RMRP is a non-coding RNA that is ubiquitously expressed in both humans and mice. RMRP mutations that lead to decreased RMRP levels are found in the pleiotropic syndrome Cartilage Hair Hypoplasia. To assess the effects of deleting RMRP, we engineered a targeting vector that contains loxP sequences flanking RMRP and created hemizygous mice harboring this engineered allele (RMRP conditional). We found that insertion of this cassette suppressed RMRP expression, and we failed to obtain viable mice homozygous for the RMRP conditional allele. Furthermore, we were unable to obtain viable homozygous RMRP null mice, indicating that RMRP is essential for early embryonic development.
Citation: Rosenbluh J, Nijhawan D, Chen Z, Wong K-K, Masutomi K, Hahn WC (2011) RMRP Is a Non-Coding RNA Essential for Early Murine Development. PLoS ONE 6(10): e26270. https://doi.org/10.1371/journal.pone.0026270
Editor: Saverio Bellusci, Childrens Hospital Los Angeles, United States of America
Received: June 10, 2011; Accepted: September 23, 2011; Published: October 19, 2011
Copyright: © 2011 Rosenbluh et al. This is an open-access article distributed under the terms of the Creative Commons Attribution License, which permits unrestricted use, distribution, and reproduction in any medium, provided the original author and source are credited.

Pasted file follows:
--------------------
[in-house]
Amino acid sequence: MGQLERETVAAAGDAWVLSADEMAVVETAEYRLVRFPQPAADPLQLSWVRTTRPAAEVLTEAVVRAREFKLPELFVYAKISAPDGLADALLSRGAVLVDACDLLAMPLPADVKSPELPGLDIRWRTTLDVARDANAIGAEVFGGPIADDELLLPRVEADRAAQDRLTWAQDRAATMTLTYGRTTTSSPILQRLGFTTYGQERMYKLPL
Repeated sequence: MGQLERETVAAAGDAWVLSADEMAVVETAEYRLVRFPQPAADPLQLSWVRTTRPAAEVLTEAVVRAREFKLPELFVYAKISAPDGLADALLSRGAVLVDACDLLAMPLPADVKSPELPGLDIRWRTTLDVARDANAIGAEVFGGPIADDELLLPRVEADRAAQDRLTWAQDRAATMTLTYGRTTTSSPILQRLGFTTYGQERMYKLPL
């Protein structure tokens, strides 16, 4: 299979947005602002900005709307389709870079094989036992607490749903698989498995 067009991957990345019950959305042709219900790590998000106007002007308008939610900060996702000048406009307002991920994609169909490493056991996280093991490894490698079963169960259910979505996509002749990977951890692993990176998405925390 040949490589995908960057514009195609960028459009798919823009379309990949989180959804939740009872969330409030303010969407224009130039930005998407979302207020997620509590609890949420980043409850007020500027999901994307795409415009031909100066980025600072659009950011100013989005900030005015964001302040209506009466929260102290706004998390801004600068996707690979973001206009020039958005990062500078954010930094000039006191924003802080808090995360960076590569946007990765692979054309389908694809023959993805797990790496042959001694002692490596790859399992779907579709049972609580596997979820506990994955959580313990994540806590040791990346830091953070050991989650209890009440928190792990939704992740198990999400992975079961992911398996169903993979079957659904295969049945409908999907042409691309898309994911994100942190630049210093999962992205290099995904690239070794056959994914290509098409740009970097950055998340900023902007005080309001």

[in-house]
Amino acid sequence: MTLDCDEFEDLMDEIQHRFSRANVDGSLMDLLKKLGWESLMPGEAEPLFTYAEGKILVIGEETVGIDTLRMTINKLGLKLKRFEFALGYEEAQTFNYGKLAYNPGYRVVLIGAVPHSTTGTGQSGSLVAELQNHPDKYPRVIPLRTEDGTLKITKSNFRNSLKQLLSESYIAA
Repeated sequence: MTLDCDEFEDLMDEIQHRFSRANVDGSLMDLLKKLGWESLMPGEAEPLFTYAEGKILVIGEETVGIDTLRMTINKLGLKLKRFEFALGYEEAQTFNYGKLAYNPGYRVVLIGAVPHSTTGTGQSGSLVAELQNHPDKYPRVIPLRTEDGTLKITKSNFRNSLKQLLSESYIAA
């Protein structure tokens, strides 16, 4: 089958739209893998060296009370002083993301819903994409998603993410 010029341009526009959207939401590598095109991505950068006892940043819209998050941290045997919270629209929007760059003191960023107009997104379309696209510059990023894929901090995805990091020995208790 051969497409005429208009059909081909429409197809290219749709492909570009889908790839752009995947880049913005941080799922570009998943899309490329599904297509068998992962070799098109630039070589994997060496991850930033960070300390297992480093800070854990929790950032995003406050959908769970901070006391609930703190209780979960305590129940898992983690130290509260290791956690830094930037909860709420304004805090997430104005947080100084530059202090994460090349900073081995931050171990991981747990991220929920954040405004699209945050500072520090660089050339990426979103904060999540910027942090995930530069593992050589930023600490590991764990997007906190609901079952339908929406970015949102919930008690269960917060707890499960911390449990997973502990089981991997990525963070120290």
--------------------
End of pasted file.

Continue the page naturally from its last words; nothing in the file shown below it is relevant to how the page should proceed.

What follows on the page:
Funding: This research was supported by a US National Institutes of Health postdoctoral fellowship to J.R. F32GM090437-01, and R01 AG23145 (WCH). The funders had no role in study design, data collection and analysis, decision to publish, or preparation of the manuscript.
Competing interests: The authors have declared that no competing interests exist.
RMRP is a non-coding RNA that is highly expressed in a wide range of human and murine tissues . Mutations in RMRP have been detected in individuals afflicted with Cartilage Hair Hypoplasia (CHH) , a syndrome characterized by short stature, sparse hair, immunodeficiency and in a subset of patients severe combined immunodeficiency or life threatening anemia. Cell-based reporter assays have shown that RMRP mutations result in decreased RMRP stability, which may account for the severe phenotypes seen in CHH . Individuals that carry only a single RMRP mutation do not exhibit phenotypes associated with CHH ; however, affected individuals harbor mutations in both RMRP alleles  suggesting that these mutations inactivate the RMRP gene product.
The biological function(s) of RMRP remain incompletely understood. Biochemical studies have demonstrated that RMRP RNA binds to the mitochondrial posttranscriptional modification complex RNase MRP . However, no apparent mitochondrial defects have been found in CHH patients. In addition, RMRP is also found in the nucleolus. We recently reported that together with the catalytic subunit of telomerase (hTERT), RMRP forms an RNA dependent RNA polymerase that converts single stranded RMRP RNA into double stranded RMRP .